2. Effective risk management

We want to see enhanced understanding of climate risk drivers, improved planning and new collaboration to close the gap between early warning and anticipatory action. This includes improved and more effective risk management to protect vulnerable places through precise early warnings, deployment of resources for aftermath of disasters, and deployment of resources to make them more resilient in the first place. We recognise that identifying and addressing the fundamental drivers of climate vulnerability is essential for risk management and a basis for all adaptation. Those on the frontline of climate change – particularly for women, girls and other excluded groups – need effective responses to climate emergencies that build sustainability and the capacity to adapt to, or anticipate, future impacts. The UK Presidency urges donors, international agencies and the climate funds to improve early action, enhancing early warning-warning systems, and to take action to help streamline processes to bridge disaster, humanitarian, adaptation and development actions.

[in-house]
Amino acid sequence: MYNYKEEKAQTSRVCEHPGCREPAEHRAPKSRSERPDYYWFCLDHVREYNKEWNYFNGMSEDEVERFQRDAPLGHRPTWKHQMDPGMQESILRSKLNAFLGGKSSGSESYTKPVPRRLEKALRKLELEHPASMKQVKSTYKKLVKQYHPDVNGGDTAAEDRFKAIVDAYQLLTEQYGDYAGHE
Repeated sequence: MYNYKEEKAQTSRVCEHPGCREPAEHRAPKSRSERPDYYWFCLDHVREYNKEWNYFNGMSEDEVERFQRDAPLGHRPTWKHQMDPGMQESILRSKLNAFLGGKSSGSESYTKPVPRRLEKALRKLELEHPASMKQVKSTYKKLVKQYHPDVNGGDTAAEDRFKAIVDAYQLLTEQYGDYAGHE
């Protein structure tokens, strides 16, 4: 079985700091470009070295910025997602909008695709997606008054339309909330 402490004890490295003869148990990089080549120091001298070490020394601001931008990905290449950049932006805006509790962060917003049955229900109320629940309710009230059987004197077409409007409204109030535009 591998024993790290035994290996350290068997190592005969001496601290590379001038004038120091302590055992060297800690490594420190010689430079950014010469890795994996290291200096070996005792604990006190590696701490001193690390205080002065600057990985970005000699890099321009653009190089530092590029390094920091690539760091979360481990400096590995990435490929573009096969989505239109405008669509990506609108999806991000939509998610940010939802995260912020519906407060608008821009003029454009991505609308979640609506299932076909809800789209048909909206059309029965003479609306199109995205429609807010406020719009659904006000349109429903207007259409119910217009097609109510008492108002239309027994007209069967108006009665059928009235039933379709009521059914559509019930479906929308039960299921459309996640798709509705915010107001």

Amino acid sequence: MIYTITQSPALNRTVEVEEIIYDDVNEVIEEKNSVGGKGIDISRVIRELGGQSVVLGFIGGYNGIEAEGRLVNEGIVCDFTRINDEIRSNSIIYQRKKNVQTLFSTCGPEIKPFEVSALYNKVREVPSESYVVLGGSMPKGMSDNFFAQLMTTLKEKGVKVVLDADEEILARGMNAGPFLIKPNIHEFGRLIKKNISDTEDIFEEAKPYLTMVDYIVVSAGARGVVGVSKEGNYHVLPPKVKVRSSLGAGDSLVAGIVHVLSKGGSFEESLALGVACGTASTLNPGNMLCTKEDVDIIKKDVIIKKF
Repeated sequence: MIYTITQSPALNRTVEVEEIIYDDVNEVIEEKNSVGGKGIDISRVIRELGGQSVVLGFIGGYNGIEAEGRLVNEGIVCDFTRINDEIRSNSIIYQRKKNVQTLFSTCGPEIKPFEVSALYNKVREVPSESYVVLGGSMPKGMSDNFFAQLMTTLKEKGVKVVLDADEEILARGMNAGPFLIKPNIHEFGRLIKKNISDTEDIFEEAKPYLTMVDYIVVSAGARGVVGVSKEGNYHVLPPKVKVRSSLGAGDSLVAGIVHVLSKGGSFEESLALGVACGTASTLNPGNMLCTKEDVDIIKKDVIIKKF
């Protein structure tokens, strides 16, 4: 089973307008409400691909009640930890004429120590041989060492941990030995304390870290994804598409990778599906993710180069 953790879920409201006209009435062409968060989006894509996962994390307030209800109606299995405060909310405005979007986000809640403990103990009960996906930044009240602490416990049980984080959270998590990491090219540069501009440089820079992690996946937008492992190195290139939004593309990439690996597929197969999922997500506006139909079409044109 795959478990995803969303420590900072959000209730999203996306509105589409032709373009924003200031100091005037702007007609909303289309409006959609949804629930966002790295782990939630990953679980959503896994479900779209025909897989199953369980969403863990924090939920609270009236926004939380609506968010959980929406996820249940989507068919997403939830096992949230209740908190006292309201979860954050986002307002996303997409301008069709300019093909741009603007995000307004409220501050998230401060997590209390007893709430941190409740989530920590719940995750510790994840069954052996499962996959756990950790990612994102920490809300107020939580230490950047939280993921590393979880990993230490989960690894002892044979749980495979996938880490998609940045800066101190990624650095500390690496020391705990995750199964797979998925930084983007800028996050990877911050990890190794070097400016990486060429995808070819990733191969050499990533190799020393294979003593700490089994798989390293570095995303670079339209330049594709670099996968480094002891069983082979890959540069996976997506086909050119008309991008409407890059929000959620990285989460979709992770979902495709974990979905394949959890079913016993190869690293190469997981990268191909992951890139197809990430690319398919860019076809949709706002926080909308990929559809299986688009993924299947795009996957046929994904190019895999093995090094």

3. Transforming Adaptation Finance

Finance needs to be made more accessible and climate finance providers need to increase the quantum, quality and improve the allocation of adaptation financing. Through our consultations we have heard from countries and communities that are vulnerable to climate change about the urgent need for access to public and private sector finance to adapt. Greater action on adaptation needs sufficient finance to underpin it and more innovative forms of adaptation financing are required to leverage further private sector mobilisation. We urge climate finance providers to join the Champions Group on Adaptation Finance launched at UNGA this year, with a commitment to balance between adaptation and mitigation finance, and ask climate finance providers to help improve access to financial flows, including by supporting the work of the Taskforce on Access to Finance.